Senator Barbara Boxer, D-Calif., is pressing the GSE regulator to adopt several changes to the Home Affordable Refinancing Program (HARP), allowing Fannie Mae and Freddie Mac to refinance more underwater borrowers.
California boasts more troubled loans than any other state in the nation.
Several months ago, the California senator introduced legislation (S. 170) that would eliminate a cap on refinancing underwater borrowers and reduce the risk-based fees the GSEs charge borrowers.
At the time, Boxer asked Federal Housing Finance Agency (FHFA) acting director Edward DeMarco to take administrative actions to implement the HARP changes outlined in S. 170.
In an Aug. 25 letter, the senator renewed her request. "I understand that White House officials are now examining steps that mirror the approach of S. 170, but I am still waiting to receive a response from you to my original request which I reiterate today - that FHFA immediately implement our approach." the letter said.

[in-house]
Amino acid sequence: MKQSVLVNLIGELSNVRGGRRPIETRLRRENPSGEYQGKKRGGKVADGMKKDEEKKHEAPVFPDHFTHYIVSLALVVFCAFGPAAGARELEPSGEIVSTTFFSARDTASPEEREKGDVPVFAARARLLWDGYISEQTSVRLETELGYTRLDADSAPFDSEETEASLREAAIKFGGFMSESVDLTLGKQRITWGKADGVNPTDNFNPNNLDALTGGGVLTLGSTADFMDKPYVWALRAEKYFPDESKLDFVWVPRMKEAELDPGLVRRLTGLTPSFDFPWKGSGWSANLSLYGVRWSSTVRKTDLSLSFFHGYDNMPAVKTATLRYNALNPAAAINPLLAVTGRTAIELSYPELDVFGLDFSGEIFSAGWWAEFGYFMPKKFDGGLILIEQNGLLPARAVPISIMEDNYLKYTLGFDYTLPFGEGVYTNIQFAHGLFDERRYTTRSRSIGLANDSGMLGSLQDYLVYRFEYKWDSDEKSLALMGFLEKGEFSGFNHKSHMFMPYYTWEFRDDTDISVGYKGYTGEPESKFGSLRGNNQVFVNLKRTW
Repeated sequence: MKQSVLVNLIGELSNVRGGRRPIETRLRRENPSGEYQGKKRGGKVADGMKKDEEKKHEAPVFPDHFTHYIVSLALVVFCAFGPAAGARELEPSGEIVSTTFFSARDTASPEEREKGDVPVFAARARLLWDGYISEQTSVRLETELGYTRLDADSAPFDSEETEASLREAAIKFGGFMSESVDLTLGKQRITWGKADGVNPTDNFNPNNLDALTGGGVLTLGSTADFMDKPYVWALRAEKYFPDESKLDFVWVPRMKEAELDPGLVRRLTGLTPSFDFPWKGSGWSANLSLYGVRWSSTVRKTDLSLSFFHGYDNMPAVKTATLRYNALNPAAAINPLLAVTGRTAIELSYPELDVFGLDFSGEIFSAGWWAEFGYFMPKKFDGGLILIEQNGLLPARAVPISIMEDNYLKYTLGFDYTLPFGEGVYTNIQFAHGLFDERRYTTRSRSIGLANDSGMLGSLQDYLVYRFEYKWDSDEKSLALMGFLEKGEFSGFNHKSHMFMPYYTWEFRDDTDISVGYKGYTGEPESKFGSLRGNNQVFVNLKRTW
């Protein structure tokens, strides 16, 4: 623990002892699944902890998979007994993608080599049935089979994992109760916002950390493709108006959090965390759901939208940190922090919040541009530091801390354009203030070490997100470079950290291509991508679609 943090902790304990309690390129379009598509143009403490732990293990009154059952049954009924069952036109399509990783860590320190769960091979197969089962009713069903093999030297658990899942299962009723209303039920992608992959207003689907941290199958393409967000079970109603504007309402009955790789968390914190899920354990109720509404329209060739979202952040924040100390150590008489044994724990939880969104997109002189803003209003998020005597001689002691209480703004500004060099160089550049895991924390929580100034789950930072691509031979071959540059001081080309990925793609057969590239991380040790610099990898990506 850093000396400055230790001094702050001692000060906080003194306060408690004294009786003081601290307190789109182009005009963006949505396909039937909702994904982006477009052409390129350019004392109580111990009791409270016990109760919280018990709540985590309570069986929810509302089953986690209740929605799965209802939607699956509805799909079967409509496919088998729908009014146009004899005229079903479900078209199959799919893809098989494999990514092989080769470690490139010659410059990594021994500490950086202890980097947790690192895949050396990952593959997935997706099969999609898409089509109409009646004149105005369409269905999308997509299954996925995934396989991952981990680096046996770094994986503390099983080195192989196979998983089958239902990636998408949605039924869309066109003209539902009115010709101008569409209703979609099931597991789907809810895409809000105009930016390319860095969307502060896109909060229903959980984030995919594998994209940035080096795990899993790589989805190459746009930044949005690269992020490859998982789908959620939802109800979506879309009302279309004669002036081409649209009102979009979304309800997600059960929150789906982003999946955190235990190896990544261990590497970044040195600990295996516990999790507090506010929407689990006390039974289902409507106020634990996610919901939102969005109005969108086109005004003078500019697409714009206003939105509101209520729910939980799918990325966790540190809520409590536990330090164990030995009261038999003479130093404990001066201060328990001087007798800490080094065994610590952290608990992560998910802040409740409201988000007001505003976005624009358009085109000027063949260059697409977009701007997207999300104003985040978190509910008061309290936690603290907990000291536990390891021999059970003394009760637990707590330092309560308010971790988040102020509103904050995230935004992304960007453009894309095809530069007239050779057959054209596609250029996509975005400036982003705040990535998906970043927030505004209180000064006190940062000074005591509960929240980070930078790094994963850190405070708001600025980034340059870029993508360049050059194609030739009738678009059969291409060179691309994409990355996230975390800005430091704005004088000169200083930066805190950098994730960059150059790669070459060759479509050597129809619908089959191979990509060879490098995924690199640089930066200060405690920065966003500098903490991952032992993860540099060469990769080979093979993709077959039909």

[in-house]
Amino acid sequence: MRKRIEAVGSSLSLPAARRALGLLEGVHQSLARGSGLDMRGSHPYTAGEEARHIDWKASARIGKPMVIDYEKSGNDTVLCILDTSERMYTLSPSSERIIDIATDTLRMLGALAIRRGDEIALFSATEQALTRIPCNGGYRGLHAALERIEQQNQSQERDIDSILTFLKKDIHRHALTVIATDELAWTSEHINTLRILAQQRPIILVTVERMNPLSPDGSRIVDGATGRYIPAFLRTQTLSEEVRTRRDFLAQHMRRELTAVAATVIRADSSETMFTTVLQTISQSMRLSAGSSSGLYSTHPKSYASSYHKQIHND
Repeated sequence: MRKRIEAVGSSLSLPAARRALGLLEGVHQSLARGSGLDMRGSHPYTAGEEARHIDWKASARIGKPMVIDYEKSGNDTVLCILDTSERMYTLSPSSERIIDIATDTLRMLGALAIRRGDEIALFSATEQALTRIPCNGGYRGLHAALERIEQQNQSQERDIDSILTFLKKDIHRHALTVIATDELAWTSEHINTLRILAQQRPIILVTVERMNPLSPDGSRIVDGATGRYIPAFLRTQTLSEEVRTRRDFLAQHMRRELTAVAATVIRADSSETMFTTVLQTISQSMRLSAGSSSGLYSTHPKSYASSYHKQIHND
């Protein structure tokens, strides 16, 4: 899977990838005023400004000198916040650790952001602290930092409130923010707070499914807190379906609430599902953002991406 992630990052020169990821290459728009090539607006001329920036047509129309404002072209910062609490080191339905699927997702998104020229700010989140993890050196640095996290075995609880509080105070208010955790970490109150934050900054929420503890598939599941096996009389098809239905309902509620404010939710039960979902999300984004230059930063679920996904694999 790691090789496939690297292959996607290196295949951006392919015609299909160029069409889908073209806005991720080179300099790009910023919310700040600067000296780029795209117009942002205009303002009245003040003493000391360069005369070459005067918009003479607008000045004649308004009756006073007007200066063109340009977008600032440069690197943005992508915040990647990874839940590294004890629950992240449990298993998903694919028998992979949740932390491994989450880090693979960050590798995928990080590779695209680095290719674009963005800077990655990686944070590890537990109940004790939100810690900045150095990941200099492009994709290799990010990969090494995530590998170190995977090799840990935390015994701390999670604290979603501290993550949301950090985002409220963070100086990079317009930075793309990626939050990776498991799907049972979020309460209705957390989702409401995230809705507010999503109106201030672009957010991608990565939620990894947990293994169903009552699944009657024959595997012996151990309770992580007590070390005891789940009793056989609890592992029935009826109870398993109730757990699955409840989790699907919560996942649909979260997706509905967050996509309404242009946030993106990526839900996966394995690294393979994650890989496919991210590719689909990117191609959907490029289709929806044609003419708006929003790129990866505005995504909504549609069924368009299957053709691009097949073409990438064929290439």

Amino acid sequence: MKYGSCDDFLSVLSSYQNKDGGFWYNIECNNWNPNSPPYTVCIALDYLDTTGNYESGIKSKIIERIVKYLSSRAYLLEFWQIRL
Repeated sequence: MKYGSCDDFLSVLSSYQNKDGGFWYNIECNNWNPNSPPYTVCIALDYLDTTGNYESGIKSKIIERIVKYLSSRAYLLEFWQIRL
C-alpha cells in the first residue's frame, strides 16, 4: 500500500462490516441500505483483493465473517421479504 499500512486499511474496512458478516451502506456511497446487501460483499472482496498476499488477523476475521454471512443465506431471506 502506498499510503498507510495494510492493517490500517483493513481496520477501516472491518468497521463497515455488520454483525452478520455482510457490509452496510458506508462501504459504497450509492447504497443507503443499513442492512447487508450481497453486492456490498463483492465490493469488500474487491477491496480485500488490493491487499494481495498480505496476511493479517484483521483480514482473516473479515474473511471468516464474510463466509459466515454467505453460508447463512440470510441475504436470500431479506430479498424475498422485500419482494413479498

Sen. Johnny Isakson, R-Ga., is a co-sponsor of the bill which is aimed at helping underwater borrowers take advantage of lower mortgages rates to reduce their monthly mortgage payments.
FHFA declined to comment on Boxer's request or its views on expanding the HARP program. "We've received the letter and will respond to the Senator," a FHFA spokeswoman said.
Earlier this week National Mortgage News broke the news that the White House is contemplating a major government sponsored refi effort to aid underwater borrowers and the housing market.
Currently, the HARP program allows Fannie and Freddie to refinance borrowers with loan-to-value ratios above 105% to 125%. The Boxer-Isakson bill would eliminate that cap entirely.
Since its launch in April 2009, HARP has refinanced 47,500 underwater borrowers.
In her letter, Boxer noted that "experts tell us" the HARP changes would "reduce defaults and result in a net savings for Fannie Mae and Freddie Mac."